Indole-3-butyric acid (IBA) is an endogenous compound that appears to regulate both lateral and adventitious root formation in many plant species and is also the auxin most available commercially for application to promote rooting. IBA is converted to indole-3-acetic acid (IAA) by beta oxidation in the peroxisomes. This process has been observed in a number of plant species and has been shown to be critical for normal root development in response to treatment with IBA. In this thesis, the process was investigated in hybrid hazelnuts (C. americana x C. avellana) and American elm (Ulmus americana), in which adventitious rooting is a major bottleneck for vegetative propagation and the efficacy of IBA treatment is highly variable across different cultivars. Using differentially stable isotope labeled IBA and IAA tracer and internal standard, respectively, and using gas chromatography coupled with selected reaction monitoring mass spectrometry, IBA-derived IAA was measured in shoot tissue treated with stable isotope labeled IBA. Variable levels of IBA-to-IAA conversion were observed across different hybrid hazelnut genotypes, which may partially explain differences in rooting ability. In elm, higher levels of IBA-to-IAA conversion were observed in cultivars which formed adventitious roots most easily in softwood stem cutting trials. High rates of root formation is a key trait for establishment of large-scale production systems. Screening for optimal rates of IBA-to-IAA conversion may facilitate selection against genotypes which respond poorly to exogenous IBA. Such genotypes are difficult to propagate using hormone treatment and thus can be eliminated from further evaluations.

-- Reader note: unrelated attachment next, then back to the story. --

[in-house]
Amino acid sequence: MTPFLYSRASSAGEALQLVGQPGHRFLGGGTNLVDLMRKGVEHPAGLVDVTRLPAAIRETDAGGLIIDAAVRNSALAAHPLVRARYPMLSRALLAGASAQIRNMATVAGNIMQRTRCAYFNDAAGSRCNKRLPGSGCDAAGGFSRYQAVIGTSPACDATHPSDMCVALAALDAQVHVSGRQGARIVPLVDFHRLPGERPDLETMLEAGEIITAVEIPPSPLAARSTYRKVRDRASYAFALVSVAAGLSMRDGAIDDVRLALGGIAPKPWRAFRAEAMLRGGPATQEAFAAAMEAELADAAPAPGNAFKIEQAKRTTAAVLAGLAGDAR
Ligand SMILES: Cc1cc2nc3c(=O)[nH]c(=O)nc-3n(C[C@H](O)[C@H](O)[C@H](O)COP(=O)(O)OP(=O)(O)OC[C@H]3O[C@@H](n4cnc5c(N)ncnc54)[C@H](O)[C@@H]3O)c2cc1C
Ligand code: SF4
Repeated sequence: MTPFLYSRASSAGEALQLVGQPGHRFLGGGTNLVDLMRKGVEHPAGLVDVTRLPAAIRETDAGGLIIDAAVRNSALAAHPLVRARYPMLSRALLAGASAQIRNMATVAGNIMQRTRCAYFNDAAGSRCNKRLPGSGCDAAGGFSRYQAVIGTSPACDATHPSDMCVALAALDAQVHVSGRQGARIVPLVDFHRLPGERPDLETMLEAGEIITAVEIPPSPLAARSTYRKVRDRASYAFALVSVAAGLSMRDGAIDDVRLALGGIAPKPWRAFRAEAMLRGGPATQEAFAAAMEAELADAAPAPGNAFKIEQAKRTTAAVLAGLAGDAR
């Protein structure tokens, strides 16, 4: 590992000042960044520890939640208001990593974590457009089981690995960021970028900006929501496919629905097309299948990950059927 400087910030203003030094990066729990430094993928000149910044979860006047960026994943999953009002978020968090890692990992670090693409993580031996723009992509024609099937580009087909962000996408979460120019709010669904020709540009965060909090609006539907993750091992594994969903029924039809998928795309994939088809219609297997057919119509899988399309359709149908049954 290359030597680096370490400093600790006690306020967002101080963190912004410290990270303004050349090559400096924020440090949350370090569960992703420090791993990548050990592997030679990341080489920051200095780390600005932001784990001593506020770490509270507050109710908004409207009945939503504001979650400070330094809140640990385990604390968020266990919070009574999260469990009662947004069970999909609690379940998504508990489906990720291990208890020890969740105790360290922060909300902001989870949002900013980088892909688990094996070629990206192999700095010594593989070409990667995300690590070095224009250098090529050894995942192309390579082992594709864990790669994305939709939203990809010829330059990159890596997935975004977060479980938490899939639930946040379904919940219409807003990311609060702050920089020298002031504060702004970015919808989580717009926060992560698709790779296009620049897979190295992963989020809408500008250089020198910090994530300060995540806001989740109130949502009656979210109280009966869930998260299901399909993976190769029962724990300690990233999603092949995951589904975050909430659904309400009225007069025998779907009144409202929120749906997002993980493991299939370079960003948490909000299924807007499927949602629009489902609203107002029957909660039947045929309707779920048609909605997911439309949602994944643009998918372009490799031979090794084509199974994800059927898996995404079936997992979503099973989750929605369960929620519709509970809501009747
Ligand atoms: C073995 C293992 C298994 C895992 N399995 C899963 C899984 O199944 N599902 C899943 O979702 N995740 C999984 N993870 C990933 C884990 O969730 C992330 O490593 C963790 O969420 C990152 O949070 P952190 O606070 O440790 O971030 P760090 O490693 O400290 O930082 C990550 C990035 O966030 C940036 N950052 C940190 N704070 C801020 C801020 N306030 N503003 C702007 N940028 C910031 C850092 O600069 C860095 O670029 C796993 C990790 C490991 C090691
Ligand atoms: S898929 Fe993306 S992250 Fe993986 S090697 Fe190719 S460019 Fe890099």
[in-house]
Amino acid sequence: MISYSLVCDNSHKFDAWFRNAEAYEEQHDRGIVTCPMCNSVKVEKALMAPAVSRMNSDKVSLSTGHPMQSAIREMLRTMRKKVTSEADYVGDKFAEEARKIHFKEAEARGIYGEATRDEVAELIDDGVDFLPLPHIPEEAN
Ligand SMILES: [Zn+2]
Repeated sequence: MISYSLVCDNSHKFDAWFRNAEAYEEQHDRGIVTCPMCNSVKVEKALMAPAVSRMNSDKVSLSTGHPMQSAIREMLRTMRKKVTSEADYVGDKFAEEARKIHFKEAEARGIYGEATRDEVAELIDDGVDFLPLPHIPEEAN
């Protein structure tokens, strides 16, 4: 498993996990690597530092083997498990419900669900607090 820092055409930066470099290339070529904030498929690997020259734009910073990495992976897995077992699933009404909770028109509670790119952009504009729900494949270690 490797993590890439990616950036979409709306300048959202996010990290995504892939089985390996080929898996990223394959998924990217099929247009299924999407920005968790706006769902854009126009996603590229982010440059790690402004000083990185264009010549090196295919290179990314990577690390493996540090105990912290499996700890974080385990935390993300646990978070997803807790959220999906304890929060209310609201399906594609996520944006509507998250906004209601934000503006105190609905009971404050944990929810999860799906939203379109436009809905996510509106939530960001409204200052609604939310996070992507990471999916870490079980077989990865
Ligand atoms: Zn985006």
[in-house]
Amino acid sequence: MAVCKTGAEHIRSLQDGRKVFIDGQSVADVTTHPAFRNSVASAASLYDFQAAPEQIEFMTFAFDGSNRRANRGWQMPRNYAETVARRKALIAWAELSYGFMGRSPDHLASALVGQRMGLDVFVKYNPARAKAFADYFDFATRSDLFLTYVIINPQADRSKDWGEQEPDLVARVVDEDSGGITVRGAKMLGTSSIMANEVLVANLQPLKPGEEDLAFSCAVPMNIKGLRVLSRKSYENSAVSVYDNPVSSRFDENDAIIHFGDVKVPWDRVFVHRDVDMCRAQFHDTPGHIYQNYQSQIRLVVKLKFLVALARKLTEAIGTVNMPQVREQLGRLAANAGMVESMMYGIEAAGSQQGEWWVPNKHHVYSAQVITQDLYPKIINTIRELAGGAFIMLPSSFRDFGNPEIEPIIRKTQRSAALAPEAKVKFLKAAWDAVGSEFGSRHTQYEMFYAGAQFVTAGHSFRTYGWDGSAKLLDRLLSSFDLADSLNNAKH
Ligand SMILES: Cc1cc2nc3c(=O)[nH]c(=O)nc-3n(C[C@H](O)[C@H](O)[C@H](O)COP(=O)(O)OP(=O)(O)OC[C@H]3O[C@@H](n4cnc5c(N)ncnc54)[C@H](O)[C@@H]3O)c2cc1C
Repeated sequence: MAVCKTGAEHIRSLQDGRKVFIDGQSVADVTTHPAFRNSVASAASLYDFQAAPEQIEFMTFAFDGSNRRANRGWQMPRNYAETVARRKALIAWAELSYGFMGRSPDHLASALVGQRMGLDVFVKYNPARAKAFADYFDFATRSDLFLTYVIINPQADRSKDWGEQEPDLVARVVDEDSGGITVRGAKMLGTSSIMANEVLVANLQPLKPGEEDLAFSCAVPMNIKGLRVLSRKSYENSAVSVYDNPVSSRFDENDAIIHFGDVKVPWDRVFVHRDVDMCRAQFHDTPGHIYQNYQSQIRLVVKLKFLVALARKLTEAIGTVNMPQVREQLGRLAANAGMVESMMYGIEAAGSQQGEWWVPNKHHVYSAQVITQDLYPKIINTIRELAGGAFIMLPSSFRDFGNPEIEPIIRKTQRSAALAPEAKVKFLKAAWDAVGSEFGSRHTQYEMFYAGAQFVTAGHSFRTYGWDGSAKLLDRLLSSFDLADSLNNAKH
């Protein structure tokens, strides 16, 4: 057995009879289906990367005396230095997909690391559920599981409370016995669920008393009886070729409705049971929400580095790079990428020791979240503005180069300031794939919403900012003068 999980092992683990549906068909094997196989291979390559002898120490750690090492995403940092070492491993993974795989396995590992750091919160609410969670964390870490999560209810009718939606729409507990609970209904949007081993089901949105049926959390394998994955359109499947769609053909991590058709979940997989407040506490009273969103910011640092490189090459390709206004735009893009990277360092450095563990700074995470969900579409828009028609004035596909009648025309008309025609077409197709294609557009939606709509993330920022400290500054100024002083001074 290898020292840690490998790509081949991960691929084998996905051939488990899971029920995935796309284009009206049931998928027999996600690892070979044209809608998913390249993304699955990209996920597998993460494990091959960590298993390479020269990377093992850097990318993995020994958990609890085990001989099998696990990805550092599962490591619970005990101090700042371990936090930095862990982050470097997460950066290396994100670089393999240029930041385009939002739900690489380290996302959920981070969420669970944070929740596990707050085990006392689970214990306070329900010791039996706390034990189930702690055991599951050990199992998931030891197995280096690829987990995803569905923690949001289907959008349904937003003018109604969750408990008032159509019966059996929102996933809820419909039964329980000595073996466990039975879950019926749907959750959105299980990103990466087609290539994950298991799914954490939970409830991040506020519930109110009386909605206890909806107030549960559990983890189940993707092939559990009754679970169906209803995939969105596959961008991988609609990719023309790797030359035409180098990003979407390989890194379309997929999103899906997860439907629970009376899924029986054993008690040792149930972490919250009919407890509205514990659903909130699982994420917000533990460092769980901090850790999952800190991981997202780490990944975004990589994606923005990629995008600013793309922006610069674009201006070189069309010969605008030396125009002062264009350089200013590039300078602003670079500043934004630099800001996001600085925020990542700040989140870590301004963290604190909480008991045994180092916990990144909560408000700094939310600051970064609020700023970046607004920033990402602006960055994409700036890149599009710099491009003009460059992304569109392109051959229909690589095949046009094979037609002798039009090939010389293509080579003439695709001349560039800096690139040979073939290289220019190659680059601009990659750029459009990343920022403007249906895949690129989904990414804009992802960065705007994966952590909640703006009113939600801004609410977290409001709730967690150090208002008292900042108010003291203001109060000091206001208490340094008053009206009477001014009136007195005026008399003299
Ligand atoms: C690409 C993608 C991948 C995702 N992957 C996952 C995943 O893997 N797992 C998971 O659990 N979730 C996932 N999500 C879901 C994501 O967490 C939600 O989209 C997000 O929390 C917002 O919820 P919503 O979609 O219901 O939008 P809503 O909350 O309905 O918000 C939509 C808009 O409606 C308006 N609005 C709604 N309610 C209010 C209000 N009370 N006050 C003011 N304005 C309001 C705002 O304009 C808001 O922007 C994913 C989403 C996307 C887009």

University of Minnesota M.S. thesis. Jauary 2015. Major: Applied Plant Sciences. Advisors: Jerry D. Cohen and Donald L. Wyse. 1 computer file (PDF); vii, 51 pages.
Kreiser, Molly A..
Studies of indole-3-butyric acid to indole-3-acetic acid conversion in hazelnut shoot tissuee.
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